Creating Balconies
April 7, 2022
March 29, 2022

Creating Balconies

Creating Balconies



April 7, 2022

We have looked at other ways to spice up your houses in the past, but so far balconies have not yet been in our focus - today we are going to change that!

To easier visualize what we are doing, I quickly built a nice large house in the woods. Obviously it needs to have more than one floor so that a balcony actually makes sense.

Before we start making balconies, we have to make some things clear to ourselves:

Do we want the player to be able to walk on it or is it just a decorative element we never actually enter?

There are several things to look at based on the answer:

  • A balcony that can be walked on has to fit the grid and actually have enough space for the player to stand on, which forces it to be within a certain size.
  • That also leads to your house having to have a certain size as well and depending on the scale you use for houses, you could run into a problem here.

What I mean by that:

If you use such minimalized houses, a fully functional balcony will not really fit your maps at all.

  • On the other hand, a balcony that can be visited might be a great place to tease an item or NPC that can be found there. It would also be a great place for a romantic cutscene or a place to stand and spot something in the distance.

Let's suppose we are going for a balcony that can be walked on by the player. First, let's see how far we can get just by using the default tiles.

Let's look at all the problems this construction has, so that we know what we have to change to get a proper balcony!

1, The balcony seems to be paper-thin. Even though I tried to give it some depth by using the bridge as a base, the bottom of the rail covers it and makes the construction look very weak. It would be a good idea to build proper support underneath it.


2. The rail needs to actually fit the shape of the balcony, as you can see here, the rail and its shadow go beyond the ground and a bit up onto the wall, where they are not supposed to be.


3. Also, if we simply have Reid actually stand on the balcony, we can see another important issue: the rail is far too high for him to see anything at all.


So, we are going to approach it in a way that addresses all these issues.

As I often do, let's start with a mapshot of the place where the tile is supposed to fit as a background.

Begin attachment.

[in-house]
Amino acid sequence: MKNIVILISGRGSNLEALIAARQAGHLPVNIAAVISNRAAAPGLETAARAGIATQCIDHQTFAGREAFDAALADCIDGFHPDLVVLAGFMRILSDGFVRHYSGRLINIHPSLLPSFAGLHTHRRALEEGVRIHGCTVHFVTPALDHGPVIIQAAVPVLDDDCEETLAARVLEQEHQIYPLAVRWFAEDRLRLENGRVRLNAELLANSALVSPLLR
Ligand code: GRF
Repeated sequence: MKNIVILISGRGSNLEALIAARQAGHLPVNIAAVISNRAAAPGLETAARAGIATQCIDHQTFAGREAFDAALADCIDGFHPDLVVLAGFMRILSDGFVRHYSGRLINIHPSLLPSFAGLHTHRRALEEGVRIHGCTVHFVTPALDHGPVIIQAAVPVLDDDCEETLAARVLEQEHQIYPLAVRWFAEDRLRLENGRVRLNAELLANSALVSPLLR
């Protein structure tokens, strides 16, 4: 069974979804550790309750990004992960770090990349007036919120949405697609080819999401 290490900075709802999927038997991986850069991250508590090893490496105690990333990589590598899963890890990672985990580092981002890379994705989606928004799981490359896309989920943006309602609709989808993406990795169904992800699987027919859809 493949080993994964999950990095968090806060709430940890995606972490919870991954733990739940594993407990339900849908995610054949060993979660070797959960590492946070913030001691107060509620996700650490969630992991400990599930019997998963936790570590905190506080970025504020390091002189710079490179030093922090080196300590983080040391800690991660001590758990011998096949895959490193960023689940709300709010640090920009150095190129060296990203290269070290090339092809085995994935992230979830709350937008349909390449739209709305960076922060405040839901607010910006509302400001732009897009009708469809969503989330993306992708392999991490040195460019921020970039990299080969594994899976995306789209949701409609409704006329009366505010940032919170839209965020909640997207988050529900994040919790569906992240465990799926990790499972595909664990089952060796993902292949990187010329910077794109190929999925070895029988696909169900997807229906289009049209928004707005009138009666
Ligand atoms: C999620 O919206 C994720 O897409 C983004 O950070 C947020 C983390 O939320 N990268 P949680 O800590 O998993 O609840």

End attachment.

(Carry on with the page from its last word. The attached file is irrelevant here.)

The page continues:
I kept a screen of the “old” balcony on the side so we have the issues visible. Plus, I marked the area where we want the player to be able to walk on, simply a row of 3 tiles in the grid.

And we do the same as we would if we were about to cook something, we gather the ingredients:

This depends on where you want the balcony to be and which tiles you are using, but you need a proper fitting ground tile for the decking (My choice here needs to be edited, as I don’t want these metal sides, but we are editing here anyways), something for the joist and possible posts, and something for the rail.

You could even make all this out of a piece of wood texture, but since we have those already in these forms, we are using them.

You also see that I took both ways for the decking. Since we were already making a balcony I thought we could make them for all directions as well.

For the decking, all we need is a looping tile, which we can make by copy and pasting the middle part and puzzling it together to get a looping result.

Of course we also test if it works by mapping 4 tiles as square, this way we see if there are any clear problems!

We can now place Reid or any other character on our balcony draft so we can properly adjust the rail.

Remember that characters have a vertical offset of 6px!

We can now try to find a good position for the rail on a separate layer, so we can later just copy it from there on our tilesheet. I personally like to have it placed with a little offset to the feet of the charsets, but you can also have it be closer to the character of you want.